DNS propagation:  Depending on who you ask, you may receive different definitions for DNS propagation.  This term is generally used to describe the time taken for the cache of TLD name servers to be updated after changes are made to a domain name's authoritative name servers.  For example, after changing your domain's name servers in Hover, the TLD name server may still direct queries to the old authoritative name servers until it's cache has expired.  DNS propagation is also used sometimes to describe the time taken for Internet Service Providers to update their own local DNS caches, since some Internet Service Providers do not always update their local cache based on the TTL of authoritative name servers.

IP Address:  Internet Protocol (IP) address.  This is a numerical address assigned to computers and servers on the Internet.  It's like a civic address for a computer.  Computers need to have an  IP address in order to find and communicate with each other over the Internet.  

Hostname:  A name or label that has been assigned to a host computer. by itself is just a domain name, but after has been pointed at an IP address (the host) by a DNS server, it becomes a hostname.

Hosts file:  The hosts file is a text file in your computer's operating system that you can use to override external DNS records.  It is similar to a zone file, but it is local to your computer system.  You can edit your hosts file to force your computer to use a specific IP address for a domain name.  Editing your hosts file should be done with extreme caution.  If you change your hosts file to point at, for example, then your computer will ALWAYS use for  This will prevent you from being able to load a website if the server IP address changes in the future, until you remove or edit the entry in the hosts file.

MX (Mail Exchange) record: A MX record specifies where email should be delivered.  Hover's MX record is  An MX record also contains a numeric priority.  The lower the priority number, the higher the priority (yes, it sounds a little backwards).  Some mail systems have different MX records for different inbound servers.  If the first server is busy, the email gets routed to the next available server.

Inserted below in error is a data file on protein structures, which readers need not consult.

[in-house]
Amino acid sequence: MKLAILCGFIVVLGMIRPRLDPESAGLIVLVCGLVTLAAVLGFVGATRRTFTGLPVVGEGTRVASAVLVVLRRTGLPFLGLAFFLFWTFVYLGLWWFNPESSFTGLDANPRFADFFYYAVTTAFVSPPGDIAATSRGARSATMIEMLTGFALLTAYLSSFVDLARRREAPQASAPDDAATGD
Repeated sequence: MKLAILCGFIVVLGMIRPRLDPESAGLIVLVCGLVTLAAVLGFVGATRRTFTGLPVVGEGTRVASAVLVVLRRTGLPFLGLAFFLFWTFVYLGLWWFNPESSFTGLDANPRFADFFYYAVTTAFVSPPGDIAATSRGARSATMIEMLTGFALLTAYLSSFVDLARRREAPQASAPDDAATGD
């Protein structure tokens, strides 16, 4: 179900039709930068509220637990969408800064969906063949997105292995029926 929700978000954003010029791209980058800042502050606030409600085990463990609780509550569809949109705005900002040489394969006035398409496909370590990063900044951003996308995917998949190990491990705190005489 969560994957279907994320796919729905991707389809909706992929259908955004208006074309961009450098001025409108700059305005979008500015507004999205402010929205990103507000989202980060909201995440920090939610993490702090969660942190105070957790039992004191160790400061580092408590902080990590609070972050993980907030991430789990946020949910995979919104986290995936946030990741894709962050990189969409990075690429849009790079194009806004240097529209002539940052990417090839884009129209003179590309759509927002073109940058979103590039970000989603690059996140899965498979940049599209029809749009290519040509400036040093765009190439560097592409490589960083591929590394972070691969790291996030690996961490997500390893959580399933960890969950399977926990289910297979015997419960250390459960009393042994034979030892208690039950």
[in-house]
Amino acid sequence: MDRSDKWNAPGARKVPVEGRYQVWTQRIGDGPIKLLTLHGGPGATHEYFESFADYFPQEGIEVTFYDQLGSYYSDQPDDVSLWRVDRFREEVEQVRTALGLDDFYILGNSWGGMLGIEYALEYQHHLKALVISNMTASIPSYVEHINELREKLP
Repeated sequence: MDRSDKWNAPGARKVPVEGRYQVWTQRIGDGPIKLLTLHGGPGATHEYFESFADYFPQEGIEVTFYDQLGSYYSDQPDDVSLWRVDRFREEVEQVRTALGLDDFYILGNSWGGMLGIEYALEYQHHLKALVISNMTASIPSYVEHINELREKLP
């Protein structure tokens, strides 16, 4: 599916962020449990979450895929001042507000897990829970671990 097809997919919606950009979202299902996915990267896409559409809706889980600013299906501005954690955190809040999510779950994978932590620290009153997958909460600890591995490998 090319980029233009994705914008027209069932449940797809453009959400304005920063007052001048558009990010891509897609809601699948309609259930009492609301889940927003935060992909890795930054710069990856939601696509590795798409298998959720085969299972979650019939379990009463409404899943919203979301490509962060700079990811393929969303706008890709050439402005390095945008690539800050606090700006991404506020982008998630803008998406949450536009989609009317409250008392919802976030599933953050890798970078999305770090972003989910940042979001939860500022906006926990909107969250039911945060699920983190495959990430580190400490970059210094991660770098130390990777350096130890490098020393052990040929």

Name servers (aka DNS servers):  Name servers, or DNS servers, are the computer systems that use the Domain Name System to translate hostnames into IP addresses that can be used by computers to communicate with each other over a network or the Internet.  The fully qualified domain name,, is not recognizable to a computer system until it queries the name server and finds out that the IP address for is  Computers locate each other using numbers, while human beings are better at processing and understanding language.  Domain names registered in Hover are pointed at our name servers by default, and

TTL (Time to Live):  The TTL is a time, in seconds, set by an authoritative name server which tells non-authoritative servers how long to cache records.  The Hover DNS server has a minimum TTL of 900 seconds.  This means that other DNS servers are instructed not to query our name server more frequently than every 900 seconds (15 minutes) for new DNS updates.

Zone File:  The zone file is a text file that contains a set of DNS records for the domain name.  Each domain name that is registered in Hover is pointed at and  These are the Hover name servers.  These name servers contain a zone file for every domain name registered in Hover.  You can edit your zone file using the Manage DNS section under the Account tab when logged into your Hover account.